Too busy for TV? No such thing! But if you missed this week’s Sleepy Hollow, Flash, or Arrow, my recap will tell you what to skip, and what you need to see for yourself.
Sleepy Hollow 2.04 - "Go Where I Send Thee"
This week, Sleepy Hollow took on the legend of the Pied Piper. The legend is that the Piper lures children away from their families with the music of his flute, and the children are never seen again, and in this episode the story is mostly the same. The Piper is the root of one particular family’s curse; with each generation, one child is lured away by the music on their tenth birthday. If the Piper does not get the one child, then all the children in the family die of fever.
The mother of the family- whose older sister was taken when they were children- knows Abbie from the Mills sisters’ foster care days, and Abbie feels a heavier sense of responsibility in finding the lost child. Abbie and Ichabod once again team up with Surfer Dude, though Ichabod isn’t too pleased with the idea. He claims not to trust the guy, but I think he just doesn’t like to share. Ichabod professes his love for Abbie at least once per episode, and he did not disappoint in this episode. The flirting is getting out of hand, and Katrina wasn’t mentioned once this episode, so let’s get going with this relationship, shall we?
Surfer Dude turns out to be working indirectly for Henry, and since Frank accidentally sold his soul, the Horseman of War is closing in on Abbie and Ichabod. As long as he doesn’t get Jenny, they still have a chance. Two Mills sisters on the same team equals bad news for the enemy, so look out Moloch.
Highlight of the episode may have been Ichabod’s stunt driving. I love seeing him confounded by the mysteries of the 21st century, but his mastery of reckless driving was even better.
Director: Douglas Aarniokoski.
Watch Sleepy Hollow on Fox, Mondays 9/8c.
The Flash 1.02 - "Fastest Man Alive"
This week’s Flash episode opens with Barry putting his new powers to use: his first on-screen act of heroism is to save a child- and a couple others- from a burning building. Inspirational, but not particularly original, though I guess we all have to start somewhere. Barry’s powers are draining him, and with each use he needs a minute to recover. Later, Barry and Iris are at an event that is overtaken and robbed by several masked men- who turn out to be just one man, a metahuman who can clone himself- and Barry uses his powers to save a security guard from being shot. It’s a heroic moment, until he faints from the exertion.
After some testing, they figure out that the problem is Barry’s metabolism; he’s no longer eating enough to keep up with his body’s needs. I’m looking forward to watching skinny Grant Gustin eating comical amounts of food for the sake of Barry Allen’s metabolism.
We see some flashbacks that show more of Barry’s relationship with Joe West, and Iris still doesn’t know about Barry’s new powers because Reasons. Iris is keeping tabs on the mysterious Red Streak being spotted all over the city, in the hopes of being the one to break the story. It’ll cause some problems for Barry, and I can’t wait to see him squirm.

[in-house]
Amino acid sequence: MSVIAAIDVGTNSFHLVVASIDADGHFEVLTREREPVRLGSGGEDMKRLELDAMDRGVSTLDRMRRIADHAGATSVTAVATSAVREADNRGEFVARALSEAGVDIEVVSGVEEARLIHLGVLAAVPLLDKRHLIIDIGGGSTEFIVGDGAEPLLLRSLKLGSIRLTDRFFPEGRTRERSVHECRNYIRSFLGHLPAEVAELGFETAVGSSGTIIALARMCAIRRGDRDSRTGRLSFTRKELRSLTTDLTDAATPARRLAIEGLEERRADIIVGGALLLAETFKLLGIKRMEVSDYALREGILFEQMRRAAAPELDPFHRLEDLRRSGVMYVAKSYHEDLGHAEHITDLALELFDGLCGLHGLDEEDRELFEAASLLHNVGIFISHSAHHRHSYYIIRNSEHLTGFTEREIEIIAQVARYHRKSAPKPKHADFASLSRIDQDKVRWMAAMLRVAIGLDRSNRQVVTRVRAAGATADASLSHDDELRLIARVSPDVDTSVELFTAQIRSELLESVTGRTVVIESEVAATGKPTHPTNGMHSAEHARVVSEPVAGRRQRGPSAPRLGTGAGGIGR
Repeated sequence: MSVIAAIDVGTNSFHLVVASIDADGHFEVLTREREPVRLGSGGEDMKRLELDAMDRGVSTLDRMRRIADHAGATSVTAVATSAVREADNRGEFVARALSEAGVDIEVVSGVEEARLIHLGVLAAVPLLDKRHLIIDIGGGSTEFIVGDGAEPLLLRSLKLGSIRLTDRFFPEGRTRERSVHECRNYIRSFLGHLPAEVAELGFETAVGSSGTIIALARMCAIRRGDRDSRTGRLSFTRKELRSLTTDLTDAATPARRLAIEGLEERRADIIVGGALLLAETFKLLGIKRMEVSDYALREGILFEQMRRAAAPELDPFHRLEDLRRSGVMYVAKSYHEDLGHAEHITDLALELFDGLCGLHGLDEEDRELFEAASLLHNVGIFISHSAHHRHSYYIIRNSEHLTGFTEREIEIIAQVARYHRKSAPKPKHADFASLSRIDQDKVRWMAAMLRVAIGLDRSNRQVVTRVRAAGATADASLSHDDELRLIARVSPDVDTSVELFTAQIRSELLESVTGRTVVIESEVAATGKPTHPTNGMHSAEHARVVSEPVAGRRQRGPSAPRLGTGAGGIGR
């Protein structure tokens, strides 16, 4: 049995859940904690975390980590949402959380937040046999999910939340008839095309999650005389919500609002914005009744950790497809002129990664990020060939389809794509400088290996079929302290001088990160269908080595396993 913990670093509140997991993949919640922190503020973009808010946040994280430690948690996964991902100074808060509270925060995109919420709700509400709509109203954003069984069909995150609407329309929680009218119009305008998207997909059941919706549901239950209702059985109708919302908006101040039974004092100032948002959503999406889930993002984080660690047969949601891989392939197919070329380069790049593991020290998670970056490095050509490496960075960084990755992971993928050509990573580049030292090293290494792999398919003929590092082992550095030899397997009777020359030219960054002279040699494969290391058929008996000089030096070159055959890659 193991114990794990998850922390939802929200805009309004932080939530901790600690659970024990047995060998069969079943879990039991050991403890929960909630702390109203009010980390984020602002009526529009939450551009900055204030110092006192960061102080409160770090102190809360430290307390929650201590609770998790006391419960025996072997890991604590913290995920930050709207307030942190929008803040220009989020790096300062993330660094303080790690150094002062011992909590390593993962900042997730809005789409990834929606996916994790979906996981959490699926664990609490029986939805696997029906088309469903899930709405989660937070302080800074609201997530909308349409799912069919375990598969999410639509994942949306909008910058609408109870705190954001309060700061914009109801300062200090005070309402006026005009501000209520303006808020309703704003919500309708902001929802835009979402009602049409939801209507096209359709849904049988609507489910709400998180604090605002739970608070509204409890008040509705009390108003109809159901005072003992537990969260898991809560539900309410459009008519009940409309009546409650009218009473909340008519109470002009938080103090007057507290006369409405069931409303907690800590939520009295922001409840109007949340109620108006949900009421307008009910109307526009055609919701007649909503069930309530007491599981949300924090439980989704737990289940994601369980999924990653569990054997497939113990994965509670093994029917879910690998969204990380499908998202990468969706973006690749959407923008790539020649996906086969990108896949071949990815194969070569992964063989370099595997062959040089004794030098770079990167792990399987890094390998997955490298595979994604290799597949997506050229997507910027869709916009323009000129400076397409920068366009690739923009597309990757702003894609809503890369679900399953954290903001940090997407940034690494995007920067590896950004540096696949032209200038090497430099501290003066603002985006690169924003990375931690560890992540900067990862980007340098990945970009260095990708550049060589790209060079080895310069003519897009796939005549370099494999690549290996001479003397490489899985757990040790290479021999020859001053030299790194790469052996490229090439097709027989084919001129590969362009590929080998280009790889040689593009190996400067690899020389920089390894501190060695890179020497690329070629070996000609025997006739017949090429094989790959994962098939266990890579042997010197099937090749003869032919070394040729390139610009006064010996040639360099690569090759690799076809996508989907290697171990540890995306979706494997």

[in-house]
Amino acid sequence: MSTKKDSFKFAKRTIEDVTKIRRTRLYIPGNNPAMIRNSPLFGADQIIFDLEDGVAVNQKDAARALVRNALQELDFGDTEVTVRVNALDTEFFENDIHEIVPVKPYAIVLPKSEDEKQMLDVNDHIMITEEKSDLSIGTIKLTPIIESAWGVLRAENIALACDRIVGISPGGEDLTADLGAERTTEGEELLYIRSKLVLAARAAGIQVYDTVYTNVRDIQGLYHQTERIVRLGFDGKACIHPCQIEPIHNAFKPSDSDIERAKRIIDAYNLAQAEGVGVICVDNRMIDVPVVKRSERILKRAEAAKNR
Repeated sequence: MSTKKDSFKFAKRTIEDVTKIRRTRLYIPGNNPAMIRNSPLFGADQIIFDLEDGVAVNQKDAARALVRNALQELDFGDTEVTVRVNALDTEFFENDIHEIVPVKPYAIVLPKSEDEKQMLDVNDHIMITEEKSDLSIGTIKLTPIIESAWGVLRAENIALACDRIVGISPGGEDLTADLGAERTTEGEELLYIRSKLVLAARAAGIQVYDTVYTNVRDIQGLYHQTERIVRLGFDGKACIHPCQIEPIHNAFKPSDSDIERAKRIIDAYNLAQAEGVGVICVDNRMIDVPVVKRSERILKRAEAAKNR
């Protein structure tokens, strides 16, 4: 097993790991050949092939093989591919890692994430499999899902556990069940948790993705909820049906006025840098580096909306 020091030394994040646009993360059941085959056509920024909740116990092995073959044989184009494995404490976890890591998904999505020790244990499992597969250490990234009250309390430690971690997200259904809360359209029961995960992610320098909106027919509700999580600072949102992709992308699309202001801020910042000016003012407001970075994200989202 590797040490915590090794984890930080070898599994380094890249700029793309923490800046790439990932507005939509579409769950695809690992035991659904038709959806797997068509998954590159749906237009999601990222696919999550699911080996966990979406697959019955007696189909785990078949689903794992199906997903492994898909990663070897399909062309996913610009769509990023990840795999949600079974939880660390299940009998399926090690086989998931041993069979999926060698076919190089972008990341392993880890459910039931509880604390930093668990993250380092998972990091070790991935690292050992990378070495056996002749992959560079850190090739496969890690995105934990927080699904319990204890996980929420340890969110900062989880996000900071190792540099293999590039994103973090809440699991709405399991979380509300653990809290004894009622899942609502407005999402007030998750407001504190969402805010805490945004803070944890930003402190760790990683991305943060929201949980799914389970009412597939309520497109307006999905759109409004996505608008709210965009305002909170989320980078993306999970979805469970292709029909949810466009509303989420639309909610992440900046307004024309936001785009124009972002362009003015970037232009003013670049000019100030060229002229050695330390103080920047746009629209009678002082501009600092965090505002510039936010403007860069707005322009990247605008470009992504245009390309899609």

Overall, The Flash isn’t particularly exciting or original, but I think it has the potential to get better, and it’s got a solid cast. Grant Gustin is charming as Barry, but we haven’t really seen much range of emotion yet, and I’d like to see both him and the writers push the character a bit more. I’ll definitely keep watching because, like I said, I do think this show has potential, and it’s mildly entertaining. But if you’ve got too much to do this week, you can skip this episode. I won’t tell anyone.
Director: David Nutter.
Watch The Flash on the CW, Tuesdays 8/7c.
Arrow 3.02 - "Sara"
Arrow opens where last week left off: Sara Lance is dead. For real this time. I’m still annoyed that the writers thought killing a super-lady was a good plot point, but we’ll move on.
Oliver kicks off right away, trying to track down Sara’s killer. Laurel, angry but sober, tries to track the killer in her own way, using her connections with the D.A. and Detective Dad to get her places she probably shouldn’t be. There’s another archer in town, and Felicity manages to track his cell pretty easily, which leads to the most ridiculous fight Oliver Queen has ever been involved in. He and the mystery archer villain battle it out on motorcycles, and while I’m sure whoever planned this thought it would be awesome, it looks absolutely ridiculous. Pick a better venue next time, Ollie.
By the end of the episode, Detective Lance still doesn’t know that his daughter is dead, again for Reasons. I’m a little sick of these Reasons, but I guess it’s an easy conflict to write in.
We also saw more flashbacks of Oliver in Hong Kong; he is put to the test and told to assassinate a familiar face, but he manages to get out of it while keeping everyone safe. Roy and Felicity have a few nice moments in this episode, and I’d love to see their friendship develop. We also get a glimpse of the new Thea, and I gotta say, I’m very excited to see what happens when she inevitably returns, with Malcolm in tow.
If you’ve been keeping up with previous seasons of Arrow but aren’t sure whether to continue, I say hell yeah. Despite the unnecessary death, there’s good character development so far, and the storylines are solid.
Director: Wendey Stanzler.
Watch Arrow on the CW, Wednesdays 8/7c.